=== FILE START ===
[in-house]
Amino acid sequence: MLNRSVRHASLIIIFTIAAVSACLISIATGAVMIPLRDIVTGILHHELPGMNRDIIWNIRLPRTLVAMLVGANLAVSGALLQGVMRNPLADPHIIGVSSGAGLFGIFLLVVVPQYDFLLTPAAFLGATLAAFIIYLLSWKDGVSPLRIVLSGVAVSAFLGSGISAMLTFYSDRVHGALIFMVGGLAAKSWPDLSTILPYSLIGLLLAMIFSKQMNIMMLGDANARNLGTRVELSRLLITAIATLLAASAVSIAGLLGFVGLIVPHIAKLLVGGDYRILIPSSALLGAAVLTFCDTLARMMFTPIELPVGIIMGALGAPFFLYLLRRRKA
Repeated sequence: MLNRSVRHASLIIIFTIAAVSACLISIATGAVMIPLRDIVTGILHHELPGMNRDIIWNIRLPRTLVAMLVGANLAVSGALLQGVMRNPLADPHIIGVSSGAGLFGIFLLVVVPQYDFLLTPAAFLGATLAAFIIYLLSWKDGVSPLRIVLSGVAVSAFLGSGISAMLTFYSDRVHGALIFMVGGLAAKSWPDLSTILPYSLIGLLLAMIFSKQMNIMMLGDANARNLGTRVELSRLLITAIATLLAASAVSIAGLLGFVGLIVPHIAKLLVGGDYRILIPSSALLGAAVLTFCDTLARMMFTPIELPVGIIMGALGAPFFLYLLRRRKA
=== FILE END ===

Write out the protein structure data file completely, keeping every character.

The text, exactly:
[in-house]
Amino acid sequence: MLNRSVRHASLIIIFTIAAVSACLISIATGAVMIPLRDIVTGILHHELPGMNRDIIWNIRLPRTLVAMLVGANLAVSGALLQGVMRNPLADPHIIGVSSGAGLFGIFLLVVVPQYDFLLTPAAFLGATLAAFIIYLLSWKDGVSPLRIVLSGVAVSAFLGSGISAMLTFYSDRVHGALIFMVGGLAAKSWPDLSTILPYSLIGLLLAMIFSKQMNIMMLGDANARNLGTRVELSRLLITAIATLLAASAVSIAGLLGFVGLIVPHIAKLLVGGDYRILIPSSALLGAAVLTFCDTLARMMFTPIELPVGIIMGALGAPFFLYLLRRRKA
Repeated sequence: MLNRSVRHASLIIIFTIAAVSACLISIATGAVMIPLRDIVTGILHHELPGMNRDIIWNIRLPRTLVAMLVGANLAVSGALLQGVMRNPLADPHIIGVSSGAGLFGIFLLVVVPQYDFLLTPAAFLGATLAAFIIYLLSWKDGVSPLRIVLSGVAVSAFLGSGISAMLTFYSDRVHGALIFMVGGLAAKSWPDLSTILPYSLIGLLLAMIFSKQMNIMMLGDANARNLGTRVELSRLLITAIATLLAASAVSIAGLLGFVGLIVPHIAKLLVGGDYRILIPSSALLGAAVLTFCDTLARMMFTPIELPVGIIMGALGAPFFLYLLRRRKA